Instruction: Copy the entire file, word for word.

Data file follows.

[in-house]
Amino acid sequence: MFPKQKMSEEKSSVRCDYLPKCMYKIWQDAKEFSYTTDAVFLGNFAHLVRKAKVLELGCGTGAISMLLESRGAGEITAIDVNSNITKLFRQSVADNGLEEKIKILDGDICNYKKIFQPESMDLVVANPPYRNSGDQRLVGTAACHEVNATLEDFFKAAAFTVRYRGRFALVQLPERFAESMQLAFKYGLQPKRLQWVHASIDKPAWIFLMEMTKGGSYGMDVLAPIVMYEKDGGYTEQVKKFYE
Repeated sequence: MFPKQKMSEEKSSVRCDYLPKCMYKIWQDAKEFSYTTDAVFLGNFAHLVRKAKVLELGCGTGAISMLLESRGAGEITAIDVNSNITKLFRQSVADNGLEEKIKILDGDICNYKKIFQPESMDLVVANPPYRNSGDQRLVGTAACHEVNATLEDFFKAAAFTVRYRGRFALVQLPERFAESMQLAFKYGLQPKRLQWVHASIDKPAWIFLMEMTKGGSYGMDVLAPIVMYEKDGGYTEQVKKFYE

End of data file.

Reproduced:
[in-house]
Amino acid sequence: MFPKQKMSEEKSSVRCDYLPKCMYKIWQDAKEFSYTTDAVFLGNFAHLVRKAKVLELGCGTGAISMLLESRGAGEITAIDVNSNITKLFRQSVADNGLEEKIKILDGDICNYKKIFQPESMDLVVANPPYRNSGDQRLVGTAACHEVNATLEDFFKAAAFTVRYRGRFALVQLPERFAESMQLAFKYGLQPKRLQWVHASIDKPAWIFLMEMTKGGSYGMDVLAPIVMYEKDGGYTEQVKKFYE
Repeated sequence: MFPKQKMSEEKSSVRCDYLPKCMYKIWQDAKEFSYTTDAVFLGNFAHLVRKAKVLELGCGTGAISMLLESRGAGEITAIDVNSNITKLFRQSVADNGLEEKIKILDGDICNYKKIFQPESMDLVVANPPYRNSGDQRLVGTAACHEVNATLEDFFKAAAFTVRYRGRFALVQLPERFAESMQLAFKYGLQPKRLQWVHASIDKPAWIFLMEMTKGGSYGMDVLAPIVMYEKDGGYTEQVKKFYE